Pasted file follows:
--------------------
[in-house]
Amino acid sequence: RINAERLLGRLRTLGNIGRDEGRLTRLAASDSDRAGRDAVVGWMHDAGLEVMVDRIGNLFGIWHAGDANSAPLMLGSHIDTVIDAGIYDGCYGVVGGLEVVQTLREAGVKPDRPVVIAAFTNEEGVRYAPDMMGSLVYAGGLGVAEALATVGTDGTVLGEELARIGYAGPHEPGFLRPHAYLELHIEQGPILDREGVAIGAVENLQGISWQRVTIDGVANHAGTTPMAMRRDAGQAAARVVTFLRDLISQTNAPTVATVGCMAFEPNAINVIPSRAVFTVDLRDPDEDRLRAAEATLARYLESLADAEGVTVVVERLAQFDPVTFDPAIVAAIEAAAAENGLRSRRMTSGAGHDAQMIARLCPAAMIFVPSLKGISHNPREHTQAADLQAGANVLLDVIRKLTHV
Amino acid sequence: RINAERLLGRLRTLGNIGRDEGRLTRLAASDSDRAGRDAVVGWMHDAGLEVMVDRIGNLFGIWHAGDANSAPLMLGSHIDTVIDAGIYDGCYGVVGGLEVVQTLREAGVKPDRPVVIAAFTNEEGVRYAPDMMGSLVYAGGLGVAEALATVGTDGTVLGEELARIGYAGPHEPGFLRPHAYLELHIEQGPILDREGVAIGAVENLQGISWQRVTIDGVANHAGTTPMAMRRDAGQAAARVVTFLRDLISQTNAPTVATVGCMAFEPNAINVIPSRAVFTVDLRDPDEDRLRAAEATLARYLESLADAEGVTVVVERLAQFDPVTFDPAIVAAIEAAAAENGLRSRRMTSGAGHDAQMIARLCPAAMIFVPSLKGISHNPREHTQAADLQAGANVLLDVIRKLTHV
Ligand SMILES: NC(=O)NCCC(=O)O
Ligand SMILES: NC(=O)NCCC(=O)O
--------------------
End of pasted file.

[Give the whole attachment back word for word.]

[in-house]
Amino acid sequence: RINAERLLGRLRTLGNIGRDEGRLTRLAASDSDRAGRDAVVGWMHDAGLEVMVDRIGNLFGIWHAGDANSAPLMLGSHIDTVIDAGIYDGCYGVVGGLEVVQTLREAGVKPDRPVVIAAFTNEEGVRYAPDMMGSLVYAGGLGVAEALATVGTDGTVLGEELARIGYAGPHEPGFLRPHAYLELHIEQGPILDREGVAIGAVENLQGISWQRVTIDGVANHAGTTPMAMRRDAGQAAARVVTFLRDLISQTNAPTVATVGCMAFEPNAINVIPSRAVFTVDLRDPDEDRLRAAEATLARYLESLADAEGVTVVVERLAQFDPVTFDPAIVAAIEAAAAENGLRSRRMTSGAGHDAQMIARLCPAAMIFVPSLKGISHNPREHTQAADLQAGANVLLDVIRKLTHV
Amino acid sequence: RINAERLLGRLRTLGNIGRDEGRLTRLAASDSDRAGRDAVVGWMHDAGLEVMVDRIGNLFGIWHAGDANSAPLMLGSHIDTVIDAGIYDGCYGVVGGLEVVQTLREAGVKPDRPVVIAAFTNEEGVRYAPDMMGSLVYAGGLGVAEALATVGTDGTVLGEELARIGYAGPHEPGFLRPHAYLELHIEQGPILDREGVAIGAVENLQGISWQRVTIDGVANHAGTTPMAMRRDAGQAAARVVTFLRDLISQTNAPTVATVGCMAFEPNAINVIPSRAVFTVDLRDPDEDRLRAAEATLARYLESLADAEGVTVVVERLAQFDPVTFDPAIVAAIEAAAAENGLRSRRMTSGAGHDAQMIARLCPAAMIFVPSLKGISHNPREHTQAADLQAGANVLLDVIRKLTHV
Ligand SMILES: NC(=O)NCCC(=O)O
Ligand SMILES: NC(=O)NCCC(=O)O